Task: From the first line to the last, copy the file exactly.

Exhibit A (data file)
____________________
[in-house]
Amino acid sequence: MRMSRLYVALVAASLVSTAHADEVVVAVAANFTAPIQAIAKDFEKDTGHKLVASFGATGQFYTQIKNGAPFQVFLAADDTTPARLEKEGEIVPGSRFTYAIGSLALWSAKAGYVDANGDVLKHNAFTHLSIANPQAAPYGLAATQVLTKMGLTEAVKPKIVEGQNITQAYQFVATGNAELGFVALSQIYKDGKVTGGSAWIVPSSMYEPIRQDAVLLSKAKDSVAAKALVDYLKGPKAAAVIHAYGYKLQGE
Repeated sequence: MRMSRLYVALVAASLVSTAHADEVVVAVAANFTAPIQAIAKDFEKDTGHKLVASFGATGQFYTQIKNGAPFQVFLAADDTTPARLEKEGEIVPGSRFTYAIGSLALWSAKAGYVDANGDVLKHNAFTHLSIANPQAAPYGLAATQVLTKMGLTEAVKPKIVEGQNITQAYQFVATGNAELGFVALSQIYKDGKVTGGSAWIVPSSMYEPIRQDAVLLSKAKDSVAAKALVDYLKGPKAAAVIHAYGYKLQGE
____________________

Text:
[in-house]
Amino acid sequence: MRMSRLYVALVAASLVSTAHADEVVVAVAANFTAPIQAIAKDFEKDTGHKLVASFGATGQFYTQIKNGAPFQVFLAADDTTPARLEKEGEIVPGSRFTYAIGSLALWSAKAGYVDANGDVLKHNAFTHLSIANPQAAPYGLAATQVLTKMGLTEAVKPKIVEGQNITQAYQFVATGNAELGFVALSQIYKDGKVTGGSAWIVPSSMYEPIRQDAVLLSKAKDSVAAKALVDYLKGPKAAAVIHAYGYKLQGE
Repeated sequence: MRMSRLYVALVAASLVSTAHADEVVVAVAANFTAPIQAIAKDFEKDTGHKLVASFGATGQFYTQIKNGAPFQVFLAADDTTPARLEKEGEIVPGSRFTYAIGSLALWSAKAGYVDANGDVLKHNAFTHLSIANPQAAPYGLAATQVLTKMGLTEAVKPKIVEGQNITQAYQFVATGNAELGFVALSQIYKDGKVTGGSAWIVPSSMYEPIRQDAVLLSKAKDSVAAKALVDYLKGPKAAAVIHAYGYKLQGE